While Ali Benjamin’s deceptively deep middle-grade novel The Next Great Paulie Fink approaches a number of important themes—from self-awareness and the subjectiveness of memory to systematic power imbalances—one thing that it proudly, brazenly does is celebrate constructive nonconformity. The mindset of the disruptor, as classmate Gabby calls them, is on full display throughout the narrative.
First demonstrated by the recollected exploits of the titular Mr. Fink and further expanded upon by Gabby’s reality TV idol, Jadelicious, the disruptor archetype exists alongside other traditional roles such as the fighter, the archenemy, and the authority figure. Gabby describes them thusly:
“The Disruptors are the ones who refuse to follow the rules. Or, I don’t know. It’s not exactly like don’t follow rules, it’s that they know something the others don’t: most rules aren’t even actual rules.”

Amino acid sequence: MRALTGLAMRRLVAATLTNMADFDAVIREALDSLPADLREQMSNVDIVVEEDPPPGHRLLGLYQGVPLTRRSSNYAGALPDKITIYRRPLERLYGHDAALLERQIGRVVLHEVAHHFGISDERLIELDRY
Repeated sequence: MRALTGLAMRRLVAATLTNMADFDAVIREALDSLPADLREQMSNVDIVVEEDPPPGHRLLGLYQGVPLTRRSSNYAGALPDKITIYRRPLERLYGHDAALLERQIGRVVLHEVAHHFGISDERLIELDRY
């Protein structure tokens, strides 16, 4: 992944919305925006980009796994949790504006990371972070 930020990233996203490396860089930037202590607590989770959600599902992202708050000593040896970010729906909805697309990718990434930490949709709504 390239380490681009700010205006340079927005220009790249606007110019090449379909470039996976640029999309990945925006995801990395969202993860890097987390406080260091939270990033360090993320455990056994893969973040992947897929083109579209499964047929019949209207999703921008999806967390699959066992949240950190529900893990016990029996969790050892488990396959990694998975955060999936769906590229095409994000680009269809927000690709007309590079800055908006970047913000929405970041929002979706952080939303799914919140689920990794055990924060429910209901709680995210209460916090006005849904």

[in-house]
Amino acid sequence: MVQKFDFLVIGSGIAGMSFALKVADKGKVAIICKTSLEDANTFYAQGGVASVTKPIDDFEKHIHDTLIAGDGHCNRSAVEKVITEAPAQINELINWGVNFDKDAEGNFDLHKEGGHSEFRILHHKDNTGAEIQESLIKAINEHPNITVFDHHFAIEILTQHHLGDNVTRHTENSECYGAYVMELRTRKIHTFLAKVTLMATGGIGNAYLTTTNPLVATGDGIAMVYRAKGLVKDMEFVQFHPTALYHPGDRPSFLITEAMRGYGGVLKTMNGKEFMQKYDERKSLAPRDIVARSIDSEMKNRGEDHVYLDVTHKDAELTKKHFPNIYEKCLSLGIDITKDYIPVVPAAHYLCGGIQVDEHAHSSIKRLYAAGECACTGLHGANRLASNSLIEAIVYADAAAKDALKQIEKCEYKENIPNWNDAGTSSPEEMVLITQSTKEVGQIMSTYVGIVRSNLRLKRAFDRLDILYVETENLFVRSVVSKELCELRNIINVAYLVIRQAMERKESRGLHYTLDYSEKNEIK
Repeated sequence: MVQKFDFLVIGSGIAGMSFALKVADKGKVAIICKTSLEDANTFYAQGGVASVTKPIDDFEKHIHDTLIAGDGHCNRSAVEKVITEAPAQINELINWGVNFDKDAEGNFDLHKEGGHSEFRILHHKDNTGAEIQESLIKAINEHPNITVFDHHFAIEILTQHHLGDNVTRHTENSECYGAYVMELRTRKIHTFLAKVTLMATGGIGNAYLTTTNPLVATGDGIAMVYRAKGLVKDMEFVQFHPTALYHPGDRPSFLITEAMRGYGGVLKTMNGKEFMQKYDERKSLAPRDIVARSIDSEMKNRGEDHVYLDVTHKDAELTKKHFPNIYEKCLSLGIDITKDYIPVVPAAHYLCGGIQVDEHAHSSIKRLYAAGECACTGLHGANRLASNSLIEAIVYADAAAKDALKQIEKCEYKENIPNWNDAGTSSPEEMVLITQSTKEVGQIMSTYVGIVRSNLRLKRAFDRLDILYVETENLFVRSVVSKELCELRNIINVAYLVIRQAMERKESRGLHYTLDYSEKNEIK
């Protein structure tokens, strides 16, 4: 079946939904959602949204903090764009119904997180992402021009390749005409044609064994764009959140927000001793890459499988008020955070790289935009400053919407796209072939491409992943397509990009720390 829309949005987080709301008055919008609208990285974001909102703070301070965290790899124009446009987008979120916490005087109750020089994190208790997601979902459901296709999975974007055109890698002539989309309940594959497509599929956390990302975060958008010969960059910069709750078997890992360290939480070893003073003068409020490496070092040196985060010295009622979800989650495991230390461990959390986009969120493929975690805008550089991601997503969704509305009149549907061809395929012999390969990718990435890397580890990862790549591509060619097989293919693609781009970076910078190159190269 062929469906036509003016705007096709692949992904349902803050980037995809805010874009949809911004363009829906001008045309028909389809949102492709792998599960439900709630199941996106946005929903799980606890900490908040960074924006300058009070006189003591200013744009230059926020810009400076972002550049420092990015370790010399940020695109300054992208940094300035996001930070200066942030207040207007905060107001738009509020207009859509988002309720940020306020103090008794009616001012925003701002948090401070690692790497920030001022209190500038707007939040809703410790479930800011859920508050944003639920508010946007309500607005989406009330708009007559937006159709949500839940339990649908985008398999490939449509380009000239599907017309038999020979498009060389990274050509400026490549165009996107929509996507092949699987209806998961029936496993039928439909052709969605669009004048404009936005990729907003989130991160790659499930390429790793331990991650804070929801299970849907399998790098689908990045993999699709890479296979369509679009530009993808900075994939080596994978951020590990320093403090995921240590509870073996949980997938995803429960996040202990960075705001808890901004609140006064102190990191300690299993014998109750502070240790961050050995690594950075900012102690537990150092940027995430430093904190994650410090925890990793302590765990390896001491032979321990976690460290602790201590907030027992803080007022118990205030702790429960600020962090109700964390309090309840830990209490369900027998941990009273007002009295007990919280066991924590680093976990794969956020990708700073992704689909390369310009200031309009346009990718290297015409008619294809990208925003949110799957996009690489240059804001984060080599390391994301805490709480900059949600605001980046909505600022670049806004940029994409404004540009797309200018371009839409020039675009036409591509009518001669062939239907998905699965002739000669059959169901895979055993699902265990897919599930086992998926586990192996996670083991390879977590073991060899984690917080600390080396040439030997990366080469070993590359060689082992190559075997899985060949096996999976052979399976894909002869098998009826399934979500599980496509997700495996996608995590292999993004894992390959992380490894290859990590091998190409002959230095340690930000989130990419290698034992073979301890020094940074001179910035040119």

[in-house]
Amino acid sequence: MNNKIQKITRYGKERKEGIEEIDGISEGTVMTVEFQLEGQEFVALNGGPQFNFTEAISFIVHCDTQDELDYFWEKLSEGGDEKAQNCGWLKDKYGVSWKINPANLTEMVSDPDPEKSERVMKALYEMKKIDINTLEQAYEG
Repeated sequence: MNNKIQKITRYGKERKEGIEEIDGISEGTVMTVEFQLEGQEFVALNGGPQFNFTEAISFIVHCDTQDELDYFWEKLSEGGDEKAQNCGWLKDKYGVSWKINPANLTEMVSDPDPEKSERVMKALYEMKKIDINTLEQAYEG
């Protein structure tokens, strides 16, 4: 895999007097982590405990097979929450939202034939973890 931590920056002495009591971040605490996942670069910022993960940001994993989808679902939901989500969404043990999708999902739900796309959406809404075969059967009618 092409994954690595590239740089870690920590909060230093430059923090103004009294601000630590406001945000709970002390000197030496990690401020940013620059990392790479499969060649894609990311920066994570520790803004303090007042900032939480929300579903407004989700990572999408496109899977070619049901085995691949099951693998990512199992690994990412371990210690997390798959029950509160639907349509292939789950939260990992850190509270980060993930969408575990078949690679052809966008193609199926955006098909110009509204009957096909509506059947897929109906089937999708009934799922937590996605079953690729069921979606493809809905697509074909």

From performative individualism and carefully cultivated outrageousness to confronting the very real ills of needless societal expectations, the disruptor acknowledges that sometimes one must sacrifice politeness, comfortable conformity, and even risk potential punishment for the sake of the cause. The cause of shaking things up. The cause of calling out what is unfair and unnecessary. The cause of being one’s full self.
Conventions must be challenged to see if they are just. Boundaries must be tested to see just how far they go. Sometimes the emperor has no clothes, and it’s the very job of the disruptor to point this out.